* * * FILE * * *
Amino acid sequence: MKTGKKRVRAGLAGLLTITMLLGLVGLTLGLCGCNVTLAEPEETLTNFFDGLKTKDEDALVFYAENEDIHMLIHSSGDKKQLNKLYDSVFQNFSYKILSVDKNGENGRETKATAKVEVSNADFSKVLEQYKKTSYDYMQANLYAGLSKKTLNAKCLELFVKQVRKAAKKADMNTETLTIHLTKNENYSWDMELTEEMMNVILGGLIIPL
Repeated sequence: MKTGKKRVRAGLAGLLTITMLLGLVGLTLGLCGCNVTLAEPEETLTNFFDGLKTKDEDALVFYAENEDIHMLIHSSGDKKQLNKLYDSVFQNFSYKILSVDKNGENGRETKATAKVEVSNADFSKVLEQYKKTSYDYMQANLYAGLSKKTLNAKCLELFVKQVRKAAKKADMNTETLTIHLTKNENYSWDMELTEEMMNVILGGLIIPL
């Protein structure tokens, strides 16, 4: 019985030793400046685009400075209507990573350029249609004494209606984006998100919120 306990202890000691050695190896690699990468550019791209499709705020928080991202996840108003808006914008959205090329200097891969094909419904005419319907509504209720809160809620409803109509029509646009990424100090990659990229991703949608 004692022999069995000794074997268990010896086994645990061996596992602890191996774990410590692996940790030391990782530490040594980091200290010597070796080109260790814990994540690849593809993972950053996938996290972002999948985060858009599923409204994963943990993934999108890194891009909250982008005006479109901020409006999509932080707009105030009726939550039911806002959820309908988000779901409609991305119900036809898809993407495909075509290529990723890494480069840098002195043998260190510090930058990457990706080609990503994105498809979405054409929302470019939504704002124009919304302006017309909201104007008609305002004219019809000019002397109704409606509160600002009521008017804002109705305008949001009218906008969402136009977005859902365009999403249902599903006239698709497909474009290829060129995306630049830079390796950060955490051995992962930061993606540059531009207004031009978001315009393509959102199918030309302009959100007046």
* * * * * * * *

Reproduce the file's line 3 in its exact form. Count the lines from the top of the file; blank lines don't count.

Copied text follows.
């Protein structure tokens, strides 16, 4: 019985030793400046685009400075209507990573350029249609004494209606984006998100919120 306990202890000691050695190896690699990468550019791209499709705020928080991202996840108003808006914008959205090329200097891969094909419904005419319907509504209720809160809620409803109509029509646009990424100090990659990229991703949608 004692022999069995000794074997268990010896086994645990061996596992602890191996774990410590692996940790030391990782530490040594980091200290010597070796080109260790814990994540690849593809993972950053996938996290972002999948985060858009599923409204994963943990993934999108890194891009909250982008005006479109901020409006999509932080707009105030009726939550039911806002959820309908988000779901409609991305119900036809898809993407495909075509290529990723890494480069840098002195043998260190510090930058990457990706080609990503994105498809979405054409929302470019939504704002124009919304302006017309909201104007008609305002004219019809000019002397109704409606509160600002009521008017804002109705305008949001009218906008969402136009977005859902365009999403249902599903006239698709497909474009290829060129995306630049830079390796950060955490051995992962930061993606540059531009207004031009978001315009393509959102199918030309302009959100007046």